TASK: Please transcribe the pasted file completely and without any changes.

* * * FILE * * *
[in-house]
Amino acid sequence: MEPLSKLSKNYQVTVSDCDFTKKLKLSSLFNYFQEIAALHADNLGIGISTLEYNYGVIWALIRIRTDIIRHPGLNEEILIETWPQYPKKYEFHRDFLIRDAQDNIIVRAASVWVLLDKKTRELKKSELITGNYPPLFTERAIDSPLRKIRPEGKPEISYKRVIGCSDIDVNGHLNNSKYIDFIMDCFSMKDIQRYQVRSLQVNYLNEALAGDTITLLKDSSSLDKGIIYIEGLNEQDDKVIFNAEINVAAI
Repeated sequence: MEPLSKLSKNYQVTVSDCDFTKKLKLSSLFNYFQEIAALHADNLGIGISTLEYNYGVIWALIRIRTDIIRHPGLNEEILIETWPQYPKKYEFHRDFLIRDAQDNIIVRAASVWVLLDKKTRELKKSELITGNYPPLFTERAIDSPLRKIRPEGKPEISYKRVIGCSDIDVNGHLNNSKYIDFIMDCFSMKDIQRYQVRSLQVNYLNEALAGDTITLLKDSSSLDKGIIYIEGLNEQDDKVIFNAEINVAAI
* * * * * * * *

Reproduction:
[in-house]
Amino acid sequence: MEPLSKLSKNYQVTVSDCDFTKKLKLSSLFNYFQEIAALHADNLGIGISTLEYNYGVIWALIRIRTDIIRHPGLNEEILIETWPQYPKKYEFHRDFLIRDAQDNIIVRAASVWVLLDKKTRELKKSELITGNYPPLFTERAIDSPLRKIRPEGKPEISYKRVIGCSDIDVNGHLNNSKYIDFIMDCFSMKDIQRYQVRSLQVNYLNEALAGDTITLLKDSSSLDKGIIYIEGLNEQDDKVIFNAEINVAAI
Repeated sequence: MEPLSKLSKNYQVTVSDCDFTKKLKLSSLFNYFQEIAALHADNLGIGISTLEYNYGVIWALIRIRTDIIRHPGLNEEILIETWPQYPKKYEFHRDFLIRDAQDNIIVRAASVWVLLDKKTRELKKSELITGNYPPLFTERAIDSPLRKIRPEGKPEISYKRVIGCSDIDVNGHLNNSKYIDFIMDCFSMKDIQRYQVRSLQVNYLNEALAGDTITLLKDSSSLDKGIIYIEGLNEQDDKVIFNAEINVAAI